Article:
16 16 Governance – With an Eye to Management Transfer Entrepreneurs – by their nature – are reluctant to give up control Developing, motivating, training and nurturing successors Dealing with unmotivated children Separating personal from business goals Outside directors / advisors – Only 12% of family firms have directors outside the family Equitable compensation (family / non-family; active / inactive shareholders) Plan for delegation of responsibility and authority to successors

17 17 Business Succession Planning 1.Cash Flow 2.Governance with an Eye to Succession 3.Ownership Transfer 4.Treating Family Equitably 5.Can the Business Survive Taxes? 6.How to Reduce Taxes? 7.How to Pay Taxes? 8.Act

18 18 Ownership Transfer Planning 1.Decide whether business will be sold or liquidated, or whether to perpetuate it for children 2.Decide who will be successor owner(s) Voting / nonvoting Debt / equity Class ownership 3.Mechanics of ownership transfer Farmland ownership may be different than entity that operates the farm Gifts Sale Redemption by business Bequest Buy-sell agreement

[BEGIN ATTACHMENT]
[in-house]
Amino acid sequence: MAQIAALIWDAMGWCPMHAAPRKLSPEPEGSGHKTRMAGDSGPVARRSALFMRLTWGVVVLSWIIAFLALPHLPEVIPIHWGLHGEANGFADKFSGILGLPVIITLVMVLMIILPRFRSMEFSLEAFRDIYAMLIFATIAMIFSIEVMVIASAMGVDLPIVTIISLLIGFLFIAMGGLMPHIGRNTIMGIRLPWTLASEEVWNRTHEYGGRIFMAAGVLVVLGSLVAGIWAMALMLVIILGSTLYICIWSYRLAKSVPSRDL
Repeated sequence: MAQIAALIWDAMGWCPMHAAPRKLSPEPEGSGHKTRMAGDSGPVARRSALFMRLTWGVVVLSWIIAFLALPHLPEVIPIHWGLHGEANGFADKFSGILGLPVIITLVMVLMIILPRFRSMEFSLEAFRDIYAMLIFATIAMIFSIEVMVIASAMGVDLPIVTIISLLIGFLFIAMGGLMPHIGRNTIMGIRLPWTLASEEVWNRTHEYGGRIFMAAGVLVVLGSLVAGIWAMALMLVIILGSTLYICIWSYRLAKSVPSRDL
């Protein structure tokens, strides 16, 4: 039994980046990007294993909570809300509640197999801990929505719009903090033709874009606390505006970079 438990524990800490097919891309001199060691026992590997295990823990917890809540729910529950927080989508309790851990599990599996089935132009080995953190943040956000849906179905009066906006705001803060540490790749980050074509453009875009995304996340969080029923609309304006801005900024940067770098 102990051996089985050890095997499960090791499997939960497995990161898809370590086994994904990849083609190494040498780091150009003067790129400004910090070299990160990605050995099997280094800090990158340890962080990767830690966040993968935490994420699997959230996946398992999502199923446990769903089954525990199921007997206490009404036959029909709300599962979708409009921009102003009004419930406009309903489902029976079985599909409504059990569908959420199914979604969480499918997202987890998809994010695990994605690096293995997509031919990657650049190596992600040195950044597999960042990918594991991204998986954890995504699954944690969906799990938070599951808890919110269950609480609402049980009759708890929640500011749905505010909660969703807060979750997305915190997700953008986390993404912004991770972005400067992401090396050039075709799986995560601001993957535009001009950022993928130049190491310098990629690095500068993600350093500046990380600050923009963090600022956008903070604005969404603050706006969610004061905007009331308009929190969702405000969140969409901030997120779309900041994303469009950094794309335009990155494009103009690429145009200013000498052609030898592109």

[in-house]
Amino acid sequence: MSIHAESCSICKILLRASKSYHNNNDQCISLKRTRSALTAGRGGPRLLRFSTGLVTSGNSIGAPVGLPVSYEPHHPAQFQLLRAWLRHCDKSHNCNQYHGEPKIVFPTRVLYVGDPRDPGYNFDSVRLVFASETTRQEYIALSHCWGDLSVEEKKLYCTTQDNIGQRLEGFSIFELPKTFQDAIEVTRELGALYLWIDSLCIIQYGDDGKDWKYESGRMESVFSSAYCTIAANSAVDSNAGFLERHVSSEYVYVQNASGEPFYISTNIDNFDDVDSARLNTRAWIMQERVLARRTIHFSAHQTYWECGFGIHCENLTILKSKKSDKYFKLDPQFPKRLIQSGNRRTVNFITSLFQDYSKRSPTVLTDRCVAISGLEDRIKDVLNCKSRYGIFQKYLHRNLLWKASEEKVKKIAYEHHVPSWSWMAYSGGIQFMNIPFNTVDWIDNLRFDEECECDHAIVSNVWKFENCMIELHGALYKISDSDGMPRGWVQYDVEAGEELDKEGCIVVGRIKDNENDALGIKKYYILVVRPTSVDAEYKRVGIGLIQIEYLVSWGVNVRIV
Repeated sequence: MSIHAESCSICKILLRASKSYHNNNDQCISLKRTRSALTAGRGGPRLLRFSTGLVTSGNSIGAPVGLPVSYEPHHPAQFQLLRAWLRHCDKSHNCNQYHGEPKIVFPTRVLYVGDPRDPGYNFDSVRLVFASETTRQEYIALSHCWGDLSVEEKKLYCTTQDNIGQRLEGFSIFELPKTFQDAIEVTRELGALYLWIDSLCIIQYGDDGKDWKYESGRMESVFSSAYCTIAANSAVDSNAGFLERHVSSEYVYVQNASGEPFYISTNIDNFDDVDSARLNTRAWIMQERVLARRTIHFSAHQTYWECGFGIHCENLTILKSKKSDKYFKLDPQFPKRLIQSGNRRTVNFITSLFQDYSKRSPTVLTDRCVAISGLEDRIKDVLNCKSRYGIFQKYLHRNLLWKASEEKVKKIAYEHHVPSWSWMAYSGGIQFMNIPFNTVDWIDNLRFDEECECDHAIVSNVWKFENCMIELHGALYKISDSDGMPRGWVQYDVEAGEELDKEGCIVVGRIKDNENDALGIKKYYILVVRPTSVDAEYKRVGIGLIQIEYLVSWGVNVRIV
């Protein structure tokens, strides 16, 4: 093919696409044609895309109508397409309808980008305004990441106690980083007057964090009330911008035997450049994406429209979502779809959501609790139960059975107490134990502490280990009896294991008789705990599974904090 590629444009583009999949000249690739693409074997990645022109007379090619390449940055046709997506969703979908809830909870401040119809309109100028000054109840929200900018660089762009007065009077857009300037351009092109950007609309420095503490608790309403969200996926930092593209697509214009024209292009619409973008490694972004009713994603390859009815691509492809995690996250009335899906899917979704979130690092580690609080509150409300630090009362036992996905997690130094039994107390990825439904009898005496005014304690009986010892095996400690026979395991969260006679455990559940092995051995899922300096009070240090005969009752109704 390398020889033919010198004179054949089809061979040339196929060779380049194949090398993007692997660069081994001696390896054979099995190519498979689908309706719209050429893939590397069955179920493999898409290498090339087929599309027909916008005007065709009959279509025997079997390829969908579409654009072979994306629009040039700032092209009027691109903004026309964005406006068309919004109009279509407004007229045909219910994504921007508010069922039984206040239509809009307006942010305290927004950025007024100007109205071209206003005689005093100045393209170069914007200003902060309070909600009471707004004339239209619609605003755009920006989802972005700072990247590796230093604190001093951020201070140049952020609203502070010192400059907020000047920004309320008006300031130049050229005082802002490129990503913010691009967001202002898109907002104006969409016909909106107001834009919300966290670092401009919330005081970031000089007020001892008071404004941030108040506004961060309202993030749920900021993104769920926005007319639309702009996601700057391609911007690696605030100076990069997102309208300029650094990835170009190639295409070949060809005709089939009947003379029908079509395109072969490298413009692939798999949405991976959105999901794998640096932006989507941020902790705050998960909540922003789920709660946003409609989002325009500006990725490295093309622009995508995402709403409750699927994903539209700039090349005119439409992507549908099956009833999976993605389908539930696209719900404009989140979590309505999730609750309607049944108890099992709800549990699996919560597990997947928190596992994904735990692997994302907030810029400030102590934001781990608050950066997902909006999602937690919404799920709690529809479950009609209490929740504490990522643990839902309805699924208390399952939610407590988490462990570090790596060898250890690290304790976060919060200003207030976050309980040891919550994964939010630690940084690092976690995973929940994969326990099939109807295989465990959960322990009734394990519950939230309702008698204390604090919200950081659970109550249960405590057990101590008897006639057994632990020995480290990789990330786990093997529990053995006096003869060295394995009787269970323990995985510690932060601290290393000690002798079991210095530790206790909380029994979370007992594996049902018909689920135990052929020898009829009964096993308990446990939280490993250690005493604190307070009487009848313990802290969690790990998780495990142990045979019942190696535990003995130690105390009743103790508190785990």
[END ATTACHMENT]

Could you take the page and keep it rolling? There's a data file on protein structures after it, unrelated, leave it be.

19 19 Business Succession Planning 1.Cash Flow 2.Governance with an Eye to Succession 3.Ownership Transfer 4.Treating Family Equitably 5.Can the Business Survive Taxes? 6.How to Reduce Taxes? 7.How to Pay Taxes? 8.Act

20 20 Treating Family Equitably Most of the time, the factors that cause a family business to come to an end are not the business issues, but the family issues.

21 21 Treating Family EquitablyCommunication Issues Research shows that succession failures occur because of a breakdown in communication between generations. Finances matter, the business matters, but this is the key. Each generation must define its own vision and decision-making process The longer you wait, the higher the probability of conflict. Family conflict typically is not about personalities. It is about a lack of structure and preparation for change. --Dr. Marion Hampton (Banyon Family Business Advisors)

22 22 Treating Family Equitably Family System vs. Business System Gut-wrenching Family pride associated with family business Childrens perspective – parents pride and joy Even if ownership is equal, management and control will probably not be equal Proper valuation is first step to dividing equitably What if non-business assets are not large enough to give pro rata value to non-active children?